WASHINGTON May 13 The federal government is
pushing to eradicate a long-standing symbol of Detroit's massive
economic deterioration: the abandoned house.
On Tuesday, the regulator of government-controlled Fannie
Mae and Freddie Mac announced a pilot
program that will begin in coming weeks in Detroit to keep
families in their current homes through loan modifications,
match distressed properties with non-profit organizations for
resales and assist in building demolition.
Federal Housing Finance Agency Director Mel Watt said
borrowers who owe more than their home's market value could see
"deeper loan modifications" than currently available through a
program for refinancing loans owned or guaranteed by Fannie Mae
or Freddie Mac.
Severely delinquent loans may be transferred to non-profits
to find alternatives to foreclosure and non-profits could buy
foreclosed properties or take them as donations, as well,
according to a fact sheet.
Years of steep declines in the city's employment and
population combined with the national housing crisis to turn
Detroit into a near ghost town of empty homes and vacant lots.
Many homeowners in the city are "underwater" on mortgages,
meaning they owe more than their houses are worth.
Now as the city prepares to exit the largest municipal
bankruptcy in U.S. history, it is working to stabilize its
Currently Las Vegas, Jacksonville, Orlando, Chicago and
Tampa all have higher rates of underwater mortgages than
Detroit, according to the Haas Institute at the University of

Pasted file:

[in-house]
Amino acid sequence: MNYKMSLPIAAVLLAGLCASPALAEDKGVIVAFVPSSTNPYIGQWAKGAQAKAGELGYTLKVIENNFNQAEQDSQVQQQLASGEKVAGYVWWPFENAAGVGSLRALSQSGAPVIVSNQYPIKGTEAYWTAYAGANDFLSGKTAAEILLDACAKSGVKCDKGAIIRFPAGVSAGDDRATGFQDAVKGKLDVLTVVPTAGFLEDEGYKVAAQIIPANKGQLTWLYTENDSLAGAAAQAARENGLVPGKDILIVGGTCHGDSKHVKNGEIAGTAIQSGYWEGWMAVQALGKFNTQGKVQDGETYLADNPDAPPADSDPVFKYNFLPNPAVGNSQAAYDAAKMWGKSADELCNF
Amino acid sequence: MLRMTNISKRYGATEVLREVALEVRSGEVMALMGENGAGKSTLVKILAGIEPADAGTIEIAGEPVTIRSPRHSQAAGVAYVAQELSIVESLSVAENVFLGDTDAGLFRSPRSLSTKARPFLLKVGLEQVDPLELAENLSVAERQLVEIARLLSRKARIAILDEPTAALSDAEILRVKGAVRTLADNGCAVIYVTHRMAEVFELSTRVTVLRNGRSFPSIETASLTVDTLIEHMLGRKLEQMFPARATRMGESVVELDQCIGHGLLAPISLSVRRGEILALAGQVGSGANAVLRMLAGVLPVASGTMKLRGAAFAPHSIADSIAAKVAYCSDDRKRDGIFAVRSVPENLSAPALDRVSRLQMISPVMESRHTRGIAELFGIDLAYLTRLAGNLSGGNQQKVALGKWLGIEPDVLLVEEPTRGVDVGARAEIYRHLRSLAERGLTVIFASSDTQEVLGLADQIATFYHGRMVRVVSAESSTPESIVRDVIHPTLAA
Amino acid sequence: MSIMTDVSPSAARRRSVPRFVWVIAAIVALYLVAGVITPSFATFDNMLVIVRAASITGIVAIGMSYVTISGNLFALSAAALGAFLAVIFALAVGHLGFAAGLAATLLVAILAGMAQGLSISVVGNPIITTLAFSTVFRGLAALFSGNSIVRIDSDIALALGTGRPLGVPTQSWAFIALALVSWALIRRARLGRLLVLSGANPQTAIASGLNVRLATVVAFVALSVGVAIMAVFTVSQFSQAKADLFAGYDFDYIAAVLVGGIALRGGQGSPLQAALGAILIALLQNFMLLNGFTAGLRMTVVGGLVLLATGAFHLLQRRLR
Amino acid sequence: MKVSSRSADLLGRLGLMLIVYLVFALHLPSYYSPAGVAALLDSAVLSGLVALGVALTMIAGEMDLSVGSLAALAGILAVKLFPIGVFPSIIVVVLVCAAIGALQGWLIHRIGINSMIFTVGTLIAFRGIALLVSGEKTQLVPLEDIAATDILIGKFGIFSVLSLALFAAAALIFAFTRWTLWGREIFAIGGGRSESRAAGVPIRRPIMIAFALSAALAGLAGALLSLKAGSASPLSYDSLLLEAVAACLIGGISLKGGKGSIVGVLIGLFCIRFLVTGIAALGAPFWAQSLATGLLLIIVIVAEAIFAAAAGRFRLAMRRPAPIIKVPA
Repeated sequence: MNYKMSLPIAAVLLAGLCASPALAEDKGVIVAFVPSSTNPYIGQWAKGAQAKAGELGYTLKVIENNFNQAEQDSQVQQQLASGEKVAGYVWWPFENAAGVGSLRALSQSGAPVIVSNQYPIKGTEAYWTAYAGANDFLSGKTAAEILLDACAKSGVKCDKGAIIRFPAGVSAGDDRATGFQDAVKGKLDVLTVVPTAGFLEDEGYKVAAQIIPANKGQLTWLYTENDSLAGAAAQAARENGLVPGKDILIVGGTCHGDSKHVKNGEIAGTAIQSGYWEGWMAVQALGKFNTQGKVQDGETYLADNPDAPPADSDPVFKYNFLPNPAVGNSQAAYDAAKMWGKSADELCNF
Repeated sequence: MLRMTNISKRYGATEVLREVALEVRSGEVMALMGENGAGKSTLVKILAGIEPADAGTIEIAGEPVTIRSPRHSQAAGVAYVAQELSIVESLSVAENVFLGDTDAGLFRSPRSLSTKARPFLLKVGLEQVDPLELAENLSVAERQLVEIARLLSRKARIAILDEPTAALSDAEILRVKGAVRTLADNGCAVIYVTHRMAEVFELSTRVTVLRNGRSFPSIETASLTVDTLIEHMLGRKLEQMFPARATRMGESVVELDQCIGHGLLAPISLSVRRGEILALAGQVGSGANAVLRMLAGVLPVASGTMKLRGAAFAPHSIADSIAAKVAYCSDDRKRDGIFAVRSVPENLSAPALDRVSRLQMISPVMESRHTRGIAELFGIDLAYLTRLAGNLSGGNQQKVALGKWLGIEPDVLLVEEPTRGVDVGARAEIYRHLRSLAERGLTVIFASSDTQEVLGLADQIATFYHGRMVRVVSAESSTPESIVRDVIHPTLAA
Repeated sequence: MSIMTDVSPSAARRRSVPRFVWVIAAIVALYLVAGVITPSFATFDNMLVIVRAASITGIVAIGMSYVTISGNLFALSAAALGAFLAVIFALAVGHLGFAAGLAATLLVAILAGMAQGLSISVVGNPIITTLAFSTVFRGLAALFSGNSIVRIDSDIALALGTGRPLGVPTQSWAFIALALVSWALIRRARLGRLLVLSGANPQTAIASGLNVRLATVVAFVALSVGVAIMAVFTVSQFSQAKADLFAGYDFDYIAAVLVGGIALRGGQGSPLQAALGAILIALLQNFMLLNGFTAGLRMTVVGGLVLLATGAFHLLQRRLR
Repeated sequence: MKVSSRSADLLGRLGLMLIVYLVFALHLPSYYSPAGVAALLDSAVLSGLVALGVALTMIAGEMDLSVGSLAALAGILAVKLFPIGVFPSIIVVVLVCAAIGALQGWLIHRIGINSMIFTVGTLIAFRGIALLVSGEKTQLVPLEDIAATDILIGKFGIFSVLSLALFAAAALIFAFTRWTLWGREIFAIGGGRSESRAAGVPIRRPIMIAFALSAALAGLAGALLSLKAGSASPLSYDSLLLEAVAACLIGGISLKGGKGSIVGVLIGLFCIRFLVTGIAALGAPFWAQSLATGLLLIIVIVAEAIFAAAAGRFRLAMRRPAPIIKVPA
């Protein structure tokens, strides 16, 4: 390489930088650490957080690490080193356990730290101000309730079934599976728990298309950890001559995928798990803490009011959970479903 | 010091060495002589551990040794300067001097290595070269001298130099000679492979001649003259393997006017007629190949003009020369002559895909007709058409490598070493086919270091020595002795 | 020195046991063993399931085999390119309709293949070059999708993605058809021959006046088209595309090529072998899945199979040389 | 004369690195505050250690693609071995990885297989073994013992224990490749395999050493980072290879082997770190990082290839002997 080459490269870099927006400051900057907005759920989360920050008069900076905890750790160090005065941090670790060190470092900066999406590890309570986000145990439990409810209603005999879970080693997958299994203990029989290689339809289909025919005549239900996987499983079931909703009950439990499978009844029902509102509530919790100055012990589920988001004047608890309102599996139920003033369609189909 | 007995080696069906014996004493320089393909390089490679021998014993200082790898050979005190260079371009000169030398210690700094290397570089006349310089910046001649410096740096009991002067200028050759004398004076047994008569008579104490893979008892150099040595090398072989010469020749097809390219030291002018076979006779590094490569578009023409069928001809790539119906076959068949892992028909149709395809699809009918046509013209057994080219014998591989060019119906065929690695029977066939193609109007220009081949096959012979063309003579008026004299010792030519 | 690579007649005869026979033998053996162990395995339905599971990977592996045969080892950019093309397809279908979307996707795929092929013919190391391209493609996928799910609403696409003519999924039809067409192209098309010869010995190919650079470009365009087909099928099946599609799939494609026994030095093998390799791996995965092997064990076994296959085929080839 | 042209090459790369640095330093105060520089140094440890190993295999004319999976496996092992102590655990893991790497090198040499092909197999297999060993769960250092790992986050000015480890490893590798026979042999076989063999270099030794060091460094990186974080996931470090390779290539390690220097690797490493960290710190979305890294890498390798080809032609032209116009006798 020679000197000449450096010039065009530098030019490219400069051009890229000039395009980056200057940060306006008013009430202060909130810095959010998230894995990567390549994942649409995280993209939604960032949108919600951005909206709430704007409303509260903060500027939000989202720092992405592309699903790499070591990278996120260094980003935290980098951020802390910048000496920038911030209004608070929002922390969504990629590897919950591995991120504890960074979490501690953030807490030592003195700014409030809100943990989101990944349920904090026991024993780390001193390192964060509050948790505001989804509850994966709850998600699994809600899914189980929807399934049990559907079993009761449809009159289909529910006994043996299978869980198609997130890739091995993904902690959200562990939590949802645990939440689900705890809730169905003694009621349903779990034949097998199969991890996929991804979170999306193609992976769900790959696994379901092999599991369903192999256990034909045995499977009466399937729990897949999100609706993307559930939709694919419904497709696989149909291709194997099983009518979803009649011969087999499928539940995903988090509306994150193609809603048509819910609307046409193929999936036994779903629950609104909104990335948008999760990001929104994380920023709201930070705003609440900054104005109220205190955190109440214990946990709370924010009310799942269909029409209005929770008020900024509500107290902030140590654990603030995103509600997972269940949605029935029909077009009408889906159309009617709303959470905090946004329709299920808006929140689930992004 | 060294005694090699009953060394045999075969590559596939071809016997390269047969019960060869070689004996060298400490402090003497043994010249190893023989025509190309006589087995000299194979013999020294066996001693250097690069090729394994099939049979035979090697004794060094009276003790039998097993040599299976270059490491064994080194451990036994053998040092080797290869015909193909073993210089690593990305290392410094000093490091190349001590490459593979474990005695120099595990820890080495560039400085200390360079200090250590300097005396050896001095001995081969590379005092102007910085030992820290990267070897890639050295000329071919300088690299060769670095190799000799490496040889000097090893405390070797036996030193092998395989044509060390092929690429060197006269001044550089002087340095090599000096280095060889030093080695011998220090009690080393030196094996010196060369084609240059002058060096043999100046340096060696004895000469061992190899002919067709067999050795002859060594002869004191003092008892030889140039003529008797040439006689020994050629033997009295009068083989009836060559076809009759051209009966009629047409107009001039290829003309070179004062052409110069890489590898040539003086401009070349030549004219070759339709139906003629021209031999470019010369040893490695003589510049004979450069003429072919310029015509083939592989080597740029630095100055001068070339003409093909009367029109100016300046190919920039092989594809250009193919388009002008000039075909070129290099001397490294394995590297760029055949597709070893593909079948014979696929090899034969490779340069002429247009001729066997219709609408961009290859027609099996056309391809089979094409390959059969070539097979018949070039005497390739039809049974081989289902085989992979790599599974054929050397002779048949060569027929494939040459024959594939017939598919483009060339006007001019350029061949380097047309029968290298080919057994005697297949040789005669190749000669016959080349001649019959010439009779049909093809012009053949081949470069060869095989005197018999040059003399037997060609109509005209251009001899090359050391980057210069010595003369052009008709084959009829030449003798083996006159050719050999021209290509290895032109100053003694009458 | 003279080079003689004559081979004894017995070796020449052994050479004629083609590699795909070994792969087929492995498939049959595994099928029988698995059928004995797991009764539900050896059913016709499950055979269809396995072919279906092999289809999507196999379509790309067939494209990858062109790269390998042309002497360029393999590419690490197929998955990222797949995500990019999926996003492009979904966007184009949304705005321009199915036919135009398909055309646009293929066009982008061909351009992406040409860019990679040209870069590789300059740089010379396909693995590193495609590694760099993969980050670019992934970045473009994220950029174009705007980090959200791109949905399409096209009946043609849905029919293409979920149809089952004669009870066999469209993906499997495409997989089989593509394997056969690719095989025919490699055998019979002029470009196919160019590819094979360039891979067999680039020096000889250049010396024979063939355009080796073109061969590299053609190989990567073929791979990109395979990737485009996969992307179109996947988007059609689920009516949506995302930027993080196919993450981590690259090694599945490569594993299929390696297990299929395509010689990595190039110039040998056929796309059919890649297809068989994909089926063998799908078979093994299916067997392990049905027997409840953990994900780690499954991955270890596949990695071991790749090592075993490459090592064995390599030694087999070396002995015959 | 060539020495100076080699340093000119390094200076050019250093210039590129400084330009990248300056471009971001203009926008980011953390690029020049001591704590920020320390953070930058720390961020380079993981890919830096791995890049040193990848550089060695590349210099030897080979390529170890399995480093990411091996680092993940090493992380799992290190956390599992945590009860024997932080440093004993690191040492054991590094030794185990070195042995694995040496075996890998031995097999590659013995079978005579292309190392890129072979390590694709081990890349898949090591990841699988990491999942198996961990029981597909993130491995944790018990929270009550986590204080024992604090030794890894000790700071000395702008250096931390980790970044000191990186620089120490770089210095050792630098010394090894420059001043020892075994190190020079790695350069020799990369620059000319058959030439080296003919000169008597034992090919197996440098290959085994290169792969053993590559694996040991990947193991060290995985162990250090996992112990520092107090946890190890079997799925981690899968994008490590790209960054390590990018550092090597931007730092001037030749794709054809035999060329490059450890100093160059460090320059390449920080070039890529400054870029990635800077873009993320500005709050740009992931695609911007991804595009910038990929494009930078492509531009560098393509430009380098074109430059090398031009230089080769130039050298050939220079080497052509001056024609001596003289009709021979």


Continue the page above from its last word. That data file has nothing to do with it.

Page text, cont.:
California at Berkeley. At the same time, bank-owned
foreclosures were down 51.9 percent in March from the same month
in 2012, according to RealtyTrac.
Nonetheless, 28 percent of owner-occupied homes in Detroit
have mortgages in negative equity compared to 19 percent for the
United States as a whole, according to Zillow.
Representative John Conyers, a Democrat from Michigan,
quickly responded to the FHFA announcement with a letter to Watt
asking that Freddie Mac and Fannie Mae go further.
Conyers requested a six-month moratorium on foreclosures of
mortgages where borrowers had been current on their loan
payments before Detroit started its bankruptcy proceedings last
"While FHFA actions including a short-term moratorium on
foreclosures and longer-term loan modifications would not be a
panacea, they would go a long way toward stabilizing the city's
housing market, which would, in turn, facilitate the rebuilding
of the tax base, easing the city's persistent cash flow
problems," Conyers wrote.
As the city's state-appointed emergency manager lobbies the
state legislature this week for help in exiting bankruptcy,
Detroit's political leaders are expanding an online housing
On Monday Mayor Mike Duggan announced Detroit would increase
the number of homes on its auction web site each week to 14 from
five, after the first auction last week met strong demand. The
houses in that auction, which were each abandoned for at least
three years, fetched bids ranging from $30,000 to $42,100, he
The city aims to sell 400 vacant homes by the end of 2014,
according to City Council President Brenda Jones.
(Reporting by Lisa Lambert in Washington; Additional reporting
by Hilary Russ in New York; Editing by Cynthia Osterman)